Spatial orientation in colonoscopy is difficult. Previous studies have shown that knowledge of shape information is more useful than direction or location information. However, the mechanism of spatial mapping in a non-rigid environment is unknown. It was hypothesized that visual landmarks were used as the primary cue for spatial orientation, as in rigid environments, even when other conflicting cues were available. An experiment was conducted to examine the role of visual landmarks in spatial mapping in a non-rigid environment. Simulated colonoscopy procedures were performed in colon models representing a compressed colon and a colon with missing landmarks. Preliminary results indicated that time, and not visual landmarks, were used as the dominant cue for spatial mapping. This may explain the conflict experienced by endoscopists who are aware of the stretchable nature of the colon, combined with the unreliable landmarks. Therefore, a useful navigational aid might be developed to encourage the use of a different strategy for spatial mapping in situations where the spatial relationship between landmarks is not constant, as in the colon.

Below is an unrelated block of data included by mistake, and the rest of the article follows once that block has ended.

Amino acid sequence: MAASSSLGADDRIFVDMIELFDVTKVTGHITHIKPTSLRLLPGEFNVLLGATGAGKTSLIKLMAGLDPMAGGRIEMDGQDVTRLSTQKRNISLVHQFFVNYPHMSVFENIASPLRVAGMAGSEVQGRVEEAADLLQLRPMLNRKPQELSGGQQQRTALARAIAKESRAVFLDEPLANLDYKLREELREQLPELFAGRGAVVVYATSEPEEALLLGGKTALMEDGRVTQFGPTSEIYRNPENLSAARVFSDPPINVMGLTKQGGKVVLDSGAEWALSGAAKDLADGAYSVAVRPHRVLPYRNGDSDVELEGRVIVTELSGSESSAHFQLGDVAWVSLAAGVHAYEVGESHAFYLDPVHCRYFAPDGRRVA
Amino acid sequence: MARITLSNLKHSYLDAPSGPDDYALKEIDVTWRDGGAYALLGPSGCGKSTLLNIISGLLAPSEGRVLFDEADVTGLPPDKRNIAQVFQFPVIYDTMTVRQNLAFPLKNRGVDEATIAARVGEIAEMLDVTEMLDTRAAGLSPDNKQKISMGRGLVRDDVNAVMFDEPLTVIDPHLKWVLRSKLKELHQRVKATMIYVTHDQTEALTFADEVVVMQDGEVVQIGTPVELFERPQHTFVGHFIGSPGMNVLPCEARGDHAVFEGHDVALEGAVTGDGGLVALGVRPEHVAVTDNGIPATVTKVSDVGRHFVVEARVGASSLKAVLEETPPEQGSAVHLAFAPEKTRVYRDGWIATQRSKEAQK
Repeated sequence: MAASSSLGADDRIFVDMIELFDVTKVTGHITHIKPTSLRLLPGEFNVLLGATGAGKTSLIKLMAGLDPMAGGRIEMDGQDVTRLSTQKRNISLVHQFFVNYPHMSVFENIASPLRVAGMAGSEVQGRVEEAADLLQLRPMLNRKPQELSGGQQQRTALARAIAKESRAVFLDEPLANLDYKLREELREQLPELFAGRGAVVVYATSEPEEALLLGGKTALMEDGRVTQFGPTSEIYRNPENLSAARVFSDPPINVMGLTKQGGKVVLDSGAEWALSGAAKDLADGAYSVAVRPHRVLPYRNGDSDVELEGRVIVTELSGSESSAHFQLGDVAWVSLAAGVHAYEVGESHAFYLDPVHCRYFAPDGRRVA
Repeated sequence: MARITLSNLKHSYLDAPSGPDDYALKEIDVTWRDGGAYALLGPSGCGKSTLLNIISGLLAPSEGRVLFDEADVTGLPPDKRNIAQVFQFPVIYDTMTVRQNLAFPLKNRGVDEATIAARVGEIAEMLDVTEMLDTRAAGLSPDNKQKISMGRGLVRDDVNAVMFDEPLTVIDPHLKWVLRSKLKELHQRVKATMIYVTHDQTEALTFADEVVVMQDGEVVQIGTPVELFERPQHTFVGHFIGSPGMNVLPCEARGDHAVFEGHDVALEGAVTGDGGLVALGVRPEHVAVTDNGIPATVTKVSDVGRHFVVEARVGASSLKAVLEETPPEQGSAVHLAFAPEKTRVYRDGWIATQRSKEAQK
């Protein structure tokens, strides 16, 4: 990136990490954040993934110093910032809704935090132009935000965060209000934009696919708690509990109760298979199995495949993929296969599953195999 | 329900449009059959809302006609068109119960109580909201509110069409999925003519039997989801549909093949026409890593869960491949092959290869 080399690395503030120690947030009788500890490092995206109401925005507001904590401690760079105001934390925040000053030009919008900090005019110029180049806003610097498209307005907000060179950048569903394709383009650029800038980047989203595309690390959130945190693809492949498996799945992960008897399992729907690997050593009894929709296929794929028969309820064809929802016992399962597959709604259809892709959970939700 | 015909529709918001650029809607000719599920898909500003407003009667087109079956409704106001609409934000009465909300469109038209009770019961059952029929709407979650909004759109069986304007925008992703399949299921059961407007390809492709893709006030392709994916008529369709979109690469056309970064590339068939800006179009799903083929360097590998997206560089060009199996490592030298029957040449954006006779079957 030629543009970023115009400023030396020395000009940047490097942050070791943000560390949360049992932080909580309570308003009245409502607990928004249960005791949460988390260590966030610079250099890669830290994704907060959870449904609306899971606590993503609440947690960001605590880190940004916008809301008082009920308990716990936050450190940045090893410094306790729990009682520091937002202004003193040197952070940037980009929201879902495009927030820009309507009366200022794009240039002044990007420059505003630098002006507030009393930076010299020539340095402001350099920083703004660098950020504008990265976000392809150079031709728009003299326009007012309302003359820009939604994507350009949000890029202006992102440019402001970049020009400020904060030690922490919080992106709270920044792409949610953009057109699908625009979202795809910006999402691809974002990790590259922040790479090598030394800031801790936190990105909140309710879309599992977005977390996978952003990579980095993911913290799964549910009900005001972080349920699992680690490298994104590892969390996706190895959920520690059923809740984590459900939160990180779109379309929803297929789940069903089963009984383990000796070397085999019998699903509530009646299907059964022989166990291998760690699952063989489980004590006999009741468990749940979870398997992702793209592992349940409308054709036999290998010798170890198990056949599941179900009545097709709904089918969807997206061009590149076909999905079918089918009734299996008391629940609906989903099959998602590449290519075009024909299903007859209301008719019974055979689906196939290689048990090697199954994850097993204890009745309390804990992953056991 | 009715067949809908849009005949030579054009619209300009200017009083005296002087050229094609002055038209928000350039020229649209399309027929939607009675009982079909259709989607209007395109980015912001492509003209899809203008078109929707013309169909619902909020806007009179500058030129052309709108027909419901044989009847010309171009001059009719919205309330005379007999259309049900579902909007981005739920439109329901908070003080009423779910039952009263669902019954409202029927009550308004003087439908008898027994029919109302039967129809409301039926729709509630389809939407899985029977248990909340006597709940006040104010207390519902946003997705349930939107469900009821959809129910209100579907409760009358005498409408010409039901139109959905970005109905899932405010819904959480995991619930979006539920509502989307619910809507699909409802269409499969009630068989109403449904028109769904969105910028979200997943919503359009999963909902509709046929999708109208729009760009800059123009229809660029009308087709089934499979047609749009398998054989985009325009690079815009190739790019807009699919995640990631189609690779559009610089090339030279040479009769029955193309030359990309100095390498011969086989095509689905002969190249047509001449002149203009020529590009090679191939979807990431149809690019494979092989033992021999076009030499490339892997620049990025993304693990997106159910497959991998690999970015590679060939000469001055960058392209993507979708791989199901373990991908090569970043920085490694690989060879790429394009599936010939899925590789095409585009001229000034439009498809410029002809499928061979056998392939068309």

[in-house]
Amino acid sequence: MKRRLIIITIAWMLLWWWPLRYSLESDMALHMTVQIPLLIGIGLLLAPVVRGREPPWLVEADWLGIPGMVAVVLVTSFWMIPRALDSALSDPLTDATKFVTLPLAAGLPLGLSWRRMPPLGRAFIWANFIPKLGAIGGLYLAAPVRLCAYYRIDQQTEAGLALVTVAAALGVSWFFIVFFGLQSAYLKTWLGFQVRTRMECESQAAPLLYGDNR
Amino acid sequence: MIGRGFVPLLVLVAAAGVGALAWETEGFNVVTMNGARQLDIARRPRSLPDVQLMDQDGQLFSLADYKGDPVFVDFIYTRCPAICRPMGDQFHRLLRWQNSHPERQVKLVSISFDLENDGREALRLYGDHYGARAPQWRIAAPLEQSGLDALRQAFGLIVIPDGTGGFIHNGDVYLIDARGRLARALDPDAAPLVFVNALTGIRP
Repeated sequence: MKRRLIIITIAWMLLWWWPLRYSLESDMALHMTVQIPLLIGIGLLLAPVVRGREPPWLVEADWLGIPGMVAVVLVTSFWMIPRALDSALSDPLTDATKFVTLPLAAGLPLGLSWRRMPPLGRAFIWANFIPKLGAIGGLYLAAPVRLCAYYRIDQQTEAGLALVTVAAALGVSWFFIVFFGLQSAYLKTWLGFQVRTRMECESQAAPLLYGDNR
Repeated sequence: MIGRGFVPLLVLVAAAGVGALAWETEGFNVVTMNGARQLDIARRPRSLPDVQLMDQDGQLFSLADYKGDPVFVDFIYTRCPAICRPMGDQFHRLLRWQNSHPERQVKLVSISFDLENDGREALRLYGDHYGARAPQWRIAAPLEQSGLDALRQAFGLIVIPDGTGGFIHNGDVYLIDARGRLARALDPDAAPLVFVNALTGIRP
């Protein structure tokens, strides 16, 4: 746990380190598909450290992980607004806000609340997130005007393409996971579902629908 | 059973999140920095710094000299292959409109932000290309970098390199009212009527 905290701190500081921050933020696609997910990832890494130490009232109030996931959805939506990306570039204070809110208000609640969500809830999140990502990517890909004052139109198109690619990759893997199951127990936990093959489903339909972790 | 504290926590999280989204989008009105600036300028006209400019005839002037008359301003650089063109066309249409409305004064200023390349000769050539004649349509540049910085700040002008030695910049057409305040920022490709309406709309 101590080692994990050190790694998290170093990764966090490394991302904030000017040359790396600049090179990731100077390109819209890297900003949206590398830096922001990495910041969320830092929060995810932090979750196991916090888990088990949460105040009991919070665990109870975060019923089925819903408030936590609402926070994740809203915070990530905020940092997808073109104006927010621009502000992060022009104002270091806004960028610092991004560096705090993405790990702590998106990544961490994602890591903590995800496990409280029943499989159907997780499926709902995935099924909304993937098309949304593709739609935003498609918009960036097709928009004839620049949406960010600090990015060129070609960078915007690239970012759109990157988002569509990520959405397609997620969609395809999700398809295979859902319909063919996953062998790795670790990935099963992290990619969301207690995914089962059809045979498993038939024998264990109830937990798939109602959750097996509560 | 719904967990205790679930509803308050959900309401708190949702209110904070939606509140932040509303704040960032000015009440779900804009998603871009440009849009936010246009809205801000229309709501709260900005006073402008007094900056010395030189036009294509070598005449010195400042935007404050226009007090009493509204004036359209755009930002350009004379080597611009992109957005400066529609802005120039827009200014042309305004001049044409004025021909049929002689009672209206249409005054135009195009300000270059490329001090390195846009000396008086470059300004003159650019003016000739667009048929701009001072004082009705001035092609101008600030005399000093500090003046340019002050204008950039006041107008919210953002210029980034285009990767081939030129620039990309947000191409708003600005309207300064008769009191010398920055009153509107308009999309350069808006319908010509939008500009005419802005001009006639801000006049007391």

|Original language||English (US)|
|Journal||Proceedings of the Human Factors and Ergonomics Society Annual Meeting|
|State||Published - Oct 2003|